Bloggers Must Evolve Or Die

My daughter asked me to speak with her about how old she needs to be to get a Facebook account and to teach her about blogging and social media.

We had the usual conversation about what you should or should not post online and talked about why some bloggers last and others don’t.

I gave her my standard answer about how if you are not blogging for work you need to have fun or you won’t last and then told her that you have to be flexible because things change quickly in cyberspace.

Both comments are true but there is a problem with the second one because it makes an assumption about what constitutes a successful blog.

That assumption is one that says success is based upon traffic and that if you are not generating comments and or shares you are not producing the right content.

But that is not necessarily true.


It makes an unsubstantiated assumption about what bloggers are trying to do with their blog and that is a mistake.

Instead of having a discussion about goals and objectives it leaps right into the sort of presumption I prefer to avoid.

Some of us use our blogs as places to generate conversation and commentary about things that interest us. Others use them as marketing devices.

While it is true that if you don’t know why you are blogging you can’t develop a plan or objective it is also true you don’t necessarily have to have one.

You really can do this for fun or because it serves as a tool to keep your writing skills sharp. You can do it for intellectual stimulation.

None of those necessarily require an objective, just a willingness to sit down at the keyboard and publish content.

I use this joint for all of these purposes and more.

Bloggers Must Evolve Or Die

If we circle back to the initial premise that bloggers must evolve or die I would argue I have been following that.

When I launched this particular blog it started out with a clear focus on business and social media. That was intentional on my part but so was my decision to mix things up a bit.

I knew I was one of millions of people covering these topics and worried about getting caught up in the noise and the echo chamber.

So I mixed things up because I found it more interesting and was confident you would do too.

There have been multiple commenting systems installed and or deactivated here because I have made a point to look for the ones that worked best for you and for me.

The 12 posts below do a nice job of highlighting much of that.

  1. Is Commenting On Blogs Dead?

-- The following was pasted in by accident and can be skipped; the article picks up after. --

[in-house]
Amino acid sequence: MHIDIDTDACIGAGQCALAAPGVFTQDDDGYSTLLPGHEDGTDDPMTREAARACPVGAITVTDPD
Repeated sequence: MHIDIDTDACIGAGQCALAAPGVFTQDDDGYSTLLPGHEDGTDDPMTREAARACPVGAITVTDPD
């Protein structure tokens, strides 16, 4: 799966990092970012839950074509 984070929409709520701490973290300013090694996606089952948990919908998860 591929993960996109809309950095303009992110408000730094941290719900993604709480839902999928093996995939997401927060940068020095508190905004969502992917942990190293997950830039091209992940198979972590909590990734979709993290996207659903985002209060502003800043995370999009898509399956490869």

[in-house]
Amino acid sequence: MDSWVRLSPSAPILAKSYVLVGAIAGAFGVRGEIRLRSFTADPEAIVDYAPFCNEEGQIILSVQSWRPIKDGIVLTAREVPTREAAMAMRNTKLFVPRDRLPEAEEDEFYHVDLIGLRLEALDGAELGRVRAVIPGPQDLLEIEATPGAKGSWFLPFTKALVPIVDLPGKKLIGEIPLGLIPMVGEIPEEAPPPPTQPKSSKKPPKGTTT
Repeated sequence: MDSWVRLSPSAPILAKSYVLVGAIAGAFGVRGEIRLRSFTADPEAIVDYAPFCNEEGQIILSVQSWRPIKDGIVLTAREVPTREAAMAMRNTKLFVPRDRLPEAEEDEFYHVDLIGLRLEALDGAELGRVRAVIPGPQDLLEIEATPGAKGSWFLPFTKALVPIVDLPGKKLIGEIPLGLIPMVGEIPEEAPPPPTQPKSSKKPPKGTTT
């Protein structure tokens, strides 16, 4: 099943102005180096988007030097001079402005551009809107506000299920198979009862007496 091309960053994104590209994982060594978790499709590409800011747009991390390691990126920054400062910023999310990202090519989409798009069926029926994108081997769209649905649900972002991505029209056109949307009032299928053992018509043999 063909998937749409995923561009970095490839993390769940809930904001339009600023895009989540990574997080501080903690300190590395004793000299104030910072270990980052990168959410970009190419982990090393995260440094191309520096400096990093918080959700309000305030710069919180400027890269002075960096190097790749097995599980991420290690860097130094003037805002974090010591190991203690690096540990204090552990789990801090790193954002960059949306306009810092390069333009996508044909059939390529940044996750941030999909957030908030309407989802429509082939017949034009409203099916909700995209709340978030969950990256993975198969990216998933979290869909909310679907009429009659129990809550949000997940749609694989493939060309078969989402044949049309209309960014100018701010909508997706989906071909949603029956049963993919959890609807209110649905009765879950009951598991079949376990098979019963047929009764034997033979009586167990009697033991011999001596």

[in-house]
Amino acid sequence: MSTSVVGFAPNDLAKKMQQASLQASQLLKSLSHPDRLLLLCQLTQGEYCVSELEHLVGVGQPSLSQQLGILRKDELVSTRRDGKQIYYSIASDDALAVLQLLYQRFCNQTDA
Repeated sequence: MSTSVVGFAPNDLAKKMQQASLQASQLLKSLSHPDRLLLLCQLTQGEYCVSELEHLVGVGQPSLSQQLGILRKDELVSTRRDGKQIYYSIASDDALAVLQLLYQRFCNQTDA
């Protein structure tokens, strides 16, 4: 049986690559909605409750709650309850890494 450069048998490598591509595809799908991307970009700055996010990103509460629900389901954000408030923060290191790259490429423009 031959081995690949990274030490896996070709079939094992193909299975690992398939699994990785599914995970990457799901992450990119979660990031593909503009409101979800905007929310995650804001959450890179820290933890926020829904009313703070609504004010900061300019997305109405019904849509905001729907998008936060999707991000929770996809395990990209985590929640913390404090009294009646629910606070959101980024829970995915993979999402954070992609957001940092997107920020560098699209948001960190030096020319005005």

2. How Long Does It Take To Build A Community?
  3. How To Write a Speech For Your Son’s Bar Mitzvah
  4. How Do You Scam A Scammer?
  5. Is It Really More Fun To Be Evil?
  6. How Much Does 50 Tons of Bagels Weigh?
  7. How Long Does It Take To Build A Successful Blog
  8. Once We Were Kings
  9. The Importance Of Writing For People
  10. What Is The Hardest Part Of Blogging?
  11. Are You Suffering From The Echo Chamber Effect?
  12. Do You Still Read Books/Magazines?

The Real Message of This Post/Conversation

The real message of this post and my conversation with my daughter was the need to be willing to roll with the punches and change as needed.

When our conversation started it wasn’t my intent to try and turn it into a teaching moment but I took a father’s prerogative to try and teach his children and ran with it.

The ability to go along and get along goes a long way in life in general not just social media.

What do you think?

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  2. Bryan Thompson February 4, 2015 at 11:28 am

    Hi Joshua! First time on your blog. I found it through Craig McBreen’s site. I had a personal growth blog back in 2010-2012 that ultimately ended because…well, I just kind of stopped having fun with it. It became cumbersome and seemed like it was more for marketing purposes before it was all over. If you are ONLY blogging for work reasons, I think you will likely fizzle out at some point. Always make sure you love what you’re doing. Great post.

  3. Larry February 3, 2015 at 5:14 pm

    You definitely have to be willing to change. Your expectations and reason for blogging could also change. Flexibility and adaptability are good traits fora blogger.

  4. The Rookie Dad February 3, 2015 at 4:14 am

    I honestly, couldn’t agree more. Just like in life, we have to be able to change with the times. My blog has undergone a couple of changes since the inception of it. Name changes, writing style changes, and a few theme changes. That is just on the surface. The bigger change is what blogging has done for me. That is find a new love of mine, writing, helped build my confidence, AND made me a better parent because of it.

    • Josh February 4, 2015 at 11:36 am

      @therookiedad:disqus I love your answer and not just because it mirrors my feelings. I think there is real joy in recognizing the benefits that come with the willingness to be flexible and to see how that has led to progress.

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